It’s the apps, stupid.
I’ll be the first to admit that up until I purchased an iPhone, my cell phone usage was for the basics. Then my son’s wife received an iPhone for her birthday and as I played with it a bit, I was taken with it… and the reason I was impressed was because it became readily apparent that what made this device so appealing was not the cell phone aspects – it was the more impressive computer aspects that made this gizmo so appealing.
As fate would have it, my cell phone died and I needed a replacement, my contract was up and the release of the updated 3GS model all converged, pushing me inexorably to an iPhone purchase. Even so, I diligently researched various phones and cell plans to get a sense of what’s available. Consumer Reports weighed with their testing and Verizon comes out as the preferred carrier, but no iPhone. In addition, Verizon’s international coverage is really weak – does not come close to ATT; for me this was an important consideration.
I never had any problems with ATT, so my experience was good – I can live with it.
The plethora of phones is another story – the range is stunning and making sense out of user reviews turns out to be a daunting task. CNN does a “Top 5” ranking, for example. You follow the links, start to read user reviews and it seems for every positive one there’s a negative one, some vehemently so. I get two takeaways:
- The more you spend, the more capabilities you get (DUH!);
- The basic “free” phones are capable units with varying extras.
So now I’m asking myself “How much texting and emailing will I do? Do I want a keyboard?” Basically what I’m confronting is how much mobile computing will I do. And the answer comes back “You’ll never know until you do it.”
What swung me to the iPhone, however, was the depth of the apps that are (IMHO) fundamental to the iPhone’s appeal. There is no doubt that there are LOTS of apps (50,000+) that do not appeal to me, but there are more than a few that do. There are free apps (such as the carpenter’s level) that are great to have and the navigation apps (with marine charts) just blow my mind. As a boater, one thing I do is have backups – nothing worse than needing an engine belt miles from shore. The cost of a belt versus the cost for a tow disproportionately favors the belt.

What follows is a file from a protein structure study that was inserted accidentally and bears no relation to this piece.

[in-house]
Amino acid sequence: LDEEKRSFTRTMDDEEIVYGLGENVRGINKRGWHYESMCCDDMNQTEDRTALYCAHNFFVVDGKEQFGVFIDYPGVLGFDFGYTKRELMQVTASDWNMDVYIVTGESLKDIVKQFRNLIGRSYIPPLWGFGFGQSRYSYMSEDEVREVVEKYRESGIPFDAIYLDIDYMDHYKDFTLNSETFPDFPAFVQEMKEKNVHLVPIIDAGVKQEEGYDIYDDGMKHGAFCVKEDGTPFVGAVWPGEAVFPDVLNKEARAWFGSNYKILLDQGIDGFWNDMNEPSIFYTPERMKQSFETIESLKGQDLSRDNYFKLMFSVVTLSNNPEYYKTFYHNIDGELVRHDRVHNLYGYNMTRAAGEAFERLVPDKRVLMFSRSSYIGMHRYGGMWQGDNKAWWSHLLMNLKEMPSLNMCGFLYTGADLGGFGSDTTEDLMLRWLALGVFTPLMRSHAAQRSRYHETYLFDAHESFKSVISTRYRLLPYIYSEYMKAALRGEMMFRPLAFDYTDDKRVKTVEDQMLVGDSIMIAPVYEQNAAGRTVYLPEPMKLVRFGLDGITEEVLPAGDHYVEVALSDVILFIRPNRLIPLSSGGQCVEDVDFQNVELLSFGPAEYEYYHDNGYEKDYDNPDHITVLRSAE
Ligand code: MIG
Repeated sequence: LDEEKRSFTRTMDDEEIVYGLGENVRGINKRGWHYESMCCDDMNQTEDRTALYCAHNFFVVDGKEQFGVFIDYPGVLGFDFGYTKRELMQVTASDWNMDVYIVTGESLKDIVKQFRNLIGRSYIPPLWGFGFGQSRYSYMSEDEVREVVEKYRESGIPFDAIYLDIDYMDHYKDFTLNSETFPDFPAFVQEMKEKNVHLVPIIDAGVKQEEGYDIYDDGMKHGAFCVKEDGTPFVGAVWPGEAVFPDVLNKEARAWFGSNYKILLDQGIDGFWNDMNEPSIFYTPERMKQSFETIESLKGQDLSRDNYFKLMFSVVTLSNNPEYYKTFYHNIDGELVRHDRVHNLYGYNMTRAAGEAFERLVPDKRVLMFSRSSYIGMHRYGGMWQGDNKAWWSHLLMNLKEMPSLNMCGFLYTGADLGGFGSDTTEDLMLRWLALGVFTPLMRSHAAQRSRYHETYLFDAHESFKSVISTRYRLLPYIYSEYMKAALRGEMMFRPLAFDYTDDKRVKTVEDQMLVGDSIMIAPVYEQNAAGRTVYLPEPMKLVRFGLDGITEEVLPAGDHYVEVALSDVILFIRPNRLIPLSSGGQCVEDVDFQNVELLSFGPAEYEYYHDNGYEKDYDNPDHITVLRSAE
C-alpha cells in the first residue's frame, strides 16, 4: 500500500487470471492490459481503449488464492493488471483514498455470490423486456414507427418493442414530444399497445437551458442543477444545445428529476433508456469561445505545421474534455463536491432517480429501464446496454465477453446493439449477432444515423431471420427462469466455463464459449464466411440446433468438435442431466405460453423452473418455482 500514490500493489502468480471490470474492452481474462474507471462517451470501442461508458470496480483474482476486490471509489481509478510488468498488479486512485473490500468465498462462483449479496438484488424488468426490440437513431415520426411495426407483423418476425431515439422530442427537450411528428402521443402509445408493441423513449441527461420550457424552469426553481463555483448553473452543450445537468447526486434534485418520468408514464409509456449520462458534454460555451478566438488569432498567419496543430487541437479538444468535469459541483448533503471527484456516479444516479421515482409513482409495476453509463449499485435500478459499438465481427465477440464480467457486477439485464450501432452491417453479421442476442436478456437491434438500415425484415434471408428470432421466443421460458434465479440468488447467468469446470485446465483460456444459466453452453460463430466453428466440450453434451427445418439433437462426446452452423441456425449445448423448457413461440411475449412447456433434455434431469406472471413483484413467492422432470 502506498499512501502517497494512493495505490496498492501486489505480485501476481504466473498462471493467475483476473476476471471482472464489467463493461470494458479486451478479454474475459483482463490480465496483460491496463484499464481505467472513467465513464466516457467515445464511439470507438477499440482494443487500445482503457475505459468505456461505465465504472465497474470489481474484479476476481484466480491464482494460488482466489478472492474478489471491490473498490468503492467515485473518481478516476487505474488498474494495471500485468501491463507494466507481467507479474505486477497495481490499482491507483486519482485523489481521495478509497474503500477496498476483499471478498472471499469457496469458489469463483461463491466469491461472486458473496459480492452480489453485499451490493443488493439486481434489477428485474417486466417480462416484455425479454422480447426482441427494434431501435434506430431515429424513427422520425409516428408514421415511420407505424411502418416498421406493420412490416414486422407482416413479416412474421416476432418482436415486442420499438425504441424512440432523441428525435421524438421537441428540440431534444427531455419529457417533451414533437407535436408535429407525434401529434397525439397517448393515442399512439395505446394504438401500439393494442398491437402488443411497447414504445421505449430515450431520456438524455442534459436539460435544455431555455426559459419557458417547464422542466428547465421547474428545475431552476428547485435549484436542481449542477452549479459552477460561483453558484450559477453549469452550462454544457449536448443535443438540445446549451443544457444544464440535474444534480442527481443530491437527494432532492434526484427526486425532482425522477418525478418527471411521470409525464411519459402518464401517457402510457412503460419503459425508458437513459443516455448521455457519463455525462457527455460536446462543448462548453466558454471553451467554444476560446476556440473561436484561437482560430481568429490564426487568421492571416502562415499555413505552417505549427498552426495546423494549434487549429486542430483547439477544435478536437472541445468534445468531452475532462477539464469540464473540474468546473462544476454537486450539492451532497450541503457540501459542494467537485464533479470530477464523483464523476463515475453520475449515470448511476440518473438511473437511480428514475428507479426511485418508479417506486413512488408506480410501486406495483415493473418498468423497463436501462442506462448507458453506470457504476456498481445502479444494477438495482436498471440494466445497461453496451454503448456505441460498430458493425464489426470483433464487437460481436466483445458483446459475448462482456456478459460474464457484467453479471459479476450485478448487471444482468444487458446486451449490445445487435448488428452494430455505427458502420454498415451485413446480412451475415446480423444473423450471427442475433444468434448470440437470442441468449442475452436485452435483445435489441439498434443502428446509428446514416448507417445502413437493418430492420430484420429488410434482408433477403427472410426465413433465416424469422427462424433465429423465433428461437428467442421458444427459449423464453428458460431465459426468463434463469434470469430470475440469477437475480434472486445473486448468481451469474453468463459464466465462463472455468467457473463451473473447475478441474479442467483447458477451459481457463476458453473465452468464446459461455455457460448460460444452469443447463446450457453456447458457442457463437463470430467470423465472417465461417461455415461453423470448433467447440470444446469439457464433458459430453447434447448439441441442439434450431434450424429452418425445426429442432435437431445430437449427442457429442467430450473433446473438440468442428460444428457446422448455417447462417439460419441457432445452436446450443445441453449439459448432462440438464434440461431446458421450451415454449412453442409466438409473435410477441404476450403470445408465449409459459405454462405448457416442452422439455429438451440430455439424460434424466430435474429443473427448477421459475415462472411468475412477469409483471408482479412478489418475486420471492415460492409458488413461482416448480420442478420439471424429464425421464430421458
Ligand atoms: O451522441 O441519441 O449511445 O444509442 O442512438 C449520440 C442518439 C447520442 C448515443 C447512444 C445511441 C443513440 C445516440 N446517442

The convenience apps dazzle me – I’ve looked at car-finder, locate public bathrooms, city guide apps – the list goes on.
And that’s the conclusion you get to fairly quickly – it’s the apps, stupid. I consider the iPhone 90% computer and 10% cell phone. The only limit you have with it is your imagination. What’s also cool is that you can download an app when you need it – if you’re in New York City and need a subway map, there’s an app for it. Love Starbucks? One to locate the nearest one to you.
You have to hand it to Apple for pushing the iTunes model to cell phones – nothing less than a brilliant marketing move. Competitors are rushing to duplicate the App Store for other smart phones, but with Apple’s commanding lead and army of app developers, it is going to be tough to catch up.
One area I wish was more robust is the camera – there is no way to change basic settings, such as image quality or size. I hope future OS upgrades will recitify this – I am using Photoshop to change these after the fact. However the video is quite a nice feature, with decent quality.
So am I impressed? Yes, for the apps that go with it. The hardware is a marvel as well – a totally awesome package.